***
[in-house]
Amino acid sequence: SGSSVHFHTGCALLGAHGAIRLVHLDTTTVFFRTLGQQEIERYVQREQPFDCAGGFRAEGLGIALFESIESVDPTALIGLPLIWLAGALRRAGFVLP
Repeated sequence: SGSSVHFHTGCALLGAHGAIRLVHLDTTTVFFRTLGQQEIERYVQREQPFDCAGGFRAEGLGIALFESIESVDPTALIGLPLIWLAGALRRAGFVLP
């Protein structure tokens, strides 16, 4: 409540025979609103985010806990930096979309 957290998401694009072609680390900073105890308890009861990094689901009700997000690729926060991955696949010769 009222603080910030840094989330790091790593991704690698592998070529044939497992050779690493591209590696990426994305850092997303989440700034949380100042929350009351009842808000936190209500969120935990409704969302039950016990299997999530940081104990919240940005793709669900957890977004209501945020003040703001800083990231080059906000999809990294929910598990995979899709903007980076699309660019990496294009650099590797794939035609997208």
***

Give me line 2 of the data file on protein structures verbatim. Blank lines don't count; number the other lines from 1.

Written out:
Amino acid sequence: SGSSVHFHTGCALLGAHGAIRLVHLDTTTVFFRTLGQQEIERYVQREQPFDCAGGFRAEGLGIALFESIESVDPTALIGLPLIWLAGALRRAGFVLP